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Ocular Hypertension

Ocular Hypertension

Last Updated on Feb 02, 2017
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What is Ocular Hypertension?

Ocular hypertension is a condition characterized by an increase in the intraocular pressure (pressure in the eye). The pressure in the eyes is normally between 12-22mm Hg. Glaucoma is an eye disease where the intraocular pressure is high along with optic nerve involvement and is associated with loss of normal field of vision.


Ocular hypertension is similar to glaucoma but the optic nerve remains normal and there is no vision loss. Persons with ocular hypertension are considered ‘glaucoma suspects and should be closely monitored by ophthalmologists.

What are the Causes of Ocular Hypertension?

The causes of ocular hypertension are:

Excess Aqueous Humor Production: Aqueous humor is a fluid present in the eye between the lens and cornea. It is produced by the ciliary body. When the production of aqueous is higher, it can cause an increased pressure in the eye.

Inadequate Aqueous Drainage: Aqueous humor is drained out through the trabecular meshwork present at the junction of the cornea and the iris. If the drainage through the trabecular meshwork is slow, it can cause an increase in the intraocular pressure.

Corticosteroids: Intake of oral steroids or steroid eye drops can cause an increase in the intraocular pressure. It is essential to check the intraocular pressure in patients with frequent steroid use.

Injury to the Eye: Injury to the eye can cause ocular hypertension.

Risk Group: People who are at risk of developing ocular hypertension are:

  • Diabetics
  • Family history of ocular hypertension
  • African Americans
  • Age above 40
  • Myopia (nearsightedness)

What are the Symptoms of Ocular Hypertension?

The symptoms due to ocular hypertension are mostly absent. It is essential to get a regular eye check up by an ophthalmologist to rule out the damage caused to the optic nerve by the high intraocular pressure.

How is Ocular Hypertension Diagnosed?

Following are a few investigations that an ophthalmologist performs to detect ocular hypertension and to find if it has progressed to glaucoma.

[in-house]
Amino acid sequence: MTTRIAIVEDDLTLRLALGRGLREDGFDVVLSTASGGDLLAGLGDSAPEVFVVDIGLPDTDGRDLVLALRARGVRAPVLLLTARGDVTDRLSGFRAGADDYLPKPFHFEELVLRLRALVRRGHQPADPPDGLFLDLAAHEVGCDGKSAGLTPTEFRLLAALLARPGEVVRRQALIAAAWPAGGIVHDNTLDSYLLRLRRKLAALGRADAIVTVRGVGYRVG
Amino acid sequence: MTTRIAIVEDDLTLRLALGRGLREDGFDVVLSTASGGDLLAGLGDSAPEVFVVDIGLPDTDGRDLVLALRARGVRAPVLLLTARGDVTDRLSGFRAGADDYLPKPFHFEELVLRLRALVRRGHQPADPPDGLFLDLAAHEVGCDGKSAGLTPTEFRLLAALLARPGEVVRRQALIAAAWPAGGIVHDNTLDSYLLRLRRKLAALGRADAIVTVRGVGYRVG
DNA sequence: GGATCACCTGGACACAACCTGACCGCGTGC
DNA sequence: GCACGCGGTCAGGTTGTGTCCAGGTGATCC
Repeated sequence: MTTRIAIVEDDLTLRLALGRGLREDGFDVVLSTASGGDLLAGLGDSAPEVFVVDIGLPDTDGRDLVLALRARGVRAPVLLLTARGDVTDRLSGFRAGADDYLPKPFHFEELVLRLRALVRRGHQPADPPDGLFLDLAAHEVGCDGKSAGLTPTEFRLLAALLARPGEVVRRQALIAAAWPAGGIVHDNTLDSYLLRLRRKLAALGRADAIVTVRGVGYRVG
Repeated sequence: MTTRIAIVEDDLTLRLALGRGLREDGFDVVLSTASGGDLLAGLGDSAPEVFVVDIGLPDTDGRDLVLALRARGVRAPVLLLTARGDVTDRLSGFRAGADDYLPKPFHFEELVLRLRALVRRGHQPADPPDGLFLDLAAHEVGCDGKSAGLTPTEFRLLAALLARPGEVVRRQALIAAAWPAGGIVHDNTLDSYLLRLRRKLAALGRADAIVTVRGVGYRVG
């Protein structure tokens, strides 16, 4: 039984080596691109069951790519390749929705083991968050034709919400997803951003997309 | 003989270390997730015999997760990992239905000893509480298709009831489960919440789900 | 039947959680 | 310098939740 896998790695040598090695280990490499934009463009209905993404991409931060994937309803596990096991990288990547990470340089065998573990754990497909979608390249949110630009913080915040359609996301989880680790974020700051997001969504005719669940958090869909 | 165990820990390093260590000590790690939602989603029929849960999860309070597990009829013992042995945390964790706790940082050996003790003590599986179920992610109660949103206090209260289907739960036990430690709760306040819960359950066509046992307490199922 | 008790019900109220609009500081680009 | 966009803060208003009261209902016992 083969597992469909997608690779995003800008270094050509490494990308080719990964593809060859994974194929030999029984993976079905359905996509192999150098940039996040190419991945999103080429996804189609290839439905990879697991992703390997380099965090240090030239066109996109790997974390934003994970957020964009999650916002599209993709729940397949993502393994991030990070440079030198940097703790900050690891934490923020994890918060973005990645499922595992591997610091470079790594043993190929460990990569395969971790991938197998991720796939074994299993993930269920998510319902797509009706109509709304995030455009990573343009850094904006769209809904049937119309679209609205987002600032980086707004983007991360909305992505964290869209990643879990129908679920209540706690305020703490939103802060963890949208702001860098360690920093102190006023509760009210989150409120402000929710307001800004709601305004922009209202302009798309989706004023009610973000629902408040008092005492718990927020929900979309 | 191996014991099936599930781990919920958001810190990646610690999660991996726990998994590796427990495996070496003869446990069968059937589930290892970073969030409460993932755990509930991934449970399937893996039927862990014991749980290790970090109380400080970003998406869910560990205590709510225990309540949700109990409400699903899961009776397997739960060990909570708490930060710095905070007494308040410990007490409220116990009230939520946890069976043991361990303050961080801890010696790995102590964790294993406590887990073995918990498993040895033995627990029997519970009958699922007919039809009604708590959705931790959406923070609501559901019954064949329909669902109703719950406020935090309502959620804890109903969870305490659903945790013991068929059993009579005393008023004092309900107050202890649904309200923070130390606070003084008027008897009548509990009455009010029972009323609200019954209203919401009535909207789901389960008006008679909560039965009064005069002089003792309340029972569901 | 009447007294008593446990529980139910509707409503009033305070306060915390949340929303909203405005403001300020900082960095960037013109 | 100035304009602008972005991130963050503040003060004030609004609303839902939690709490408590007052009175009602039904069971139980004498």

• Tonometry: It is a test to find the pressure in the eye. It is performed using an instrument tonometer.
Ocular Hypertension Diagnosed Using Tonometry
  • Gonioscopy: The test is performed by the ophthalmologist to check the drainage angle of the aqueous humor. It is a test to detect the type of glaucoma.
  • Ophthalmoscopy: Ophthalmoscopy is an investigation performed by an ophthalmologist to check the optic nerve. Before the test, the pupil is dilated using topical eye drops for the better visibility of optic nerve.
  • Visual Field Test: It is a test performed to check the peripheral or side vision. It helps to detect the visual field defects which are seen in patients with glaucoma.
  • Pachymetry: The corneal thicknessalso affects the intraocular pressure recording. Pachymetry is a test to measure the corneal thickness.

How is Ocular Hypertension Treated?

Ocular hypertension can cause damage to optic nerve and vision loss.

Hence it is essential to lower the intraocular pressure. Depending on the intraocular pressure, an ophthalmologist can suggest the regular eye checkups or may prescribe the eye drops to lower the intraocular pressure.

Topical ocular hypotensive agents are useful to prevent the development of primary open-angle glaucoma in patients with ocular hypertension. The following are the medications for lowering intraocular pressure.

Latanoprost: It is a prostaglandin analogue. It increases the uveoscleral outflow of aqueous and thus lowers the intraocular pressure.

Pilocarpine: It is a cholinergic agent. It decreases the intraocular pressure by facilitating the trabecular meshwork to open and increases the aqueous outflow.

Treat Ocular Hypertension with Pilocarpine

Acetazolamide and Dorzolamide: These are carbonic anhydrase enzyme inhibitors. They decrease the aqueous production by the ciliary body and thus decrease the intraocular pressure.

Timolol: It is a beta-blocker. It decreases the aqueous production by the ciliary body and thus decreases the intraocular pressure.

Brimonidine: It is an alpha agonist. It increases the uveoscleral outflow of aqueous and also decreases the aqueous production by the ciliary body and thus lowers the intraocular pressure.

How is Ocular Hypertension Prevented?

Ocular hypertension is not preventable. But the progression of ocular hypertension to glaucoma can be prevented through the regular eye examination by an ophthalmologist.

Regular Eye Checkup Treats Ocular Hypertension


  1. Kass, M.A., et al., The Ocular Hypertension Treatment Study: a randomized trial determines that topical ocular hypotensive medication delays or prevents the onset of primary open-angle glaucoma. Arch Ophthalmol, 2002. 120(6): p. 701-13; discussion 829-30.
  2. Russo, A., Riva, I., Pizzolante, T., Noto, F., & Quaranta, L. (2008). Latanoprost ophthalmic solution in the treatment of open angle glaucoma or raised intraocular pressure: a review. Clinical Ophthalmology (Auckland, N.Z.), 2(4), 897–905.

Latest Publications and Research on Ocular Hypertension

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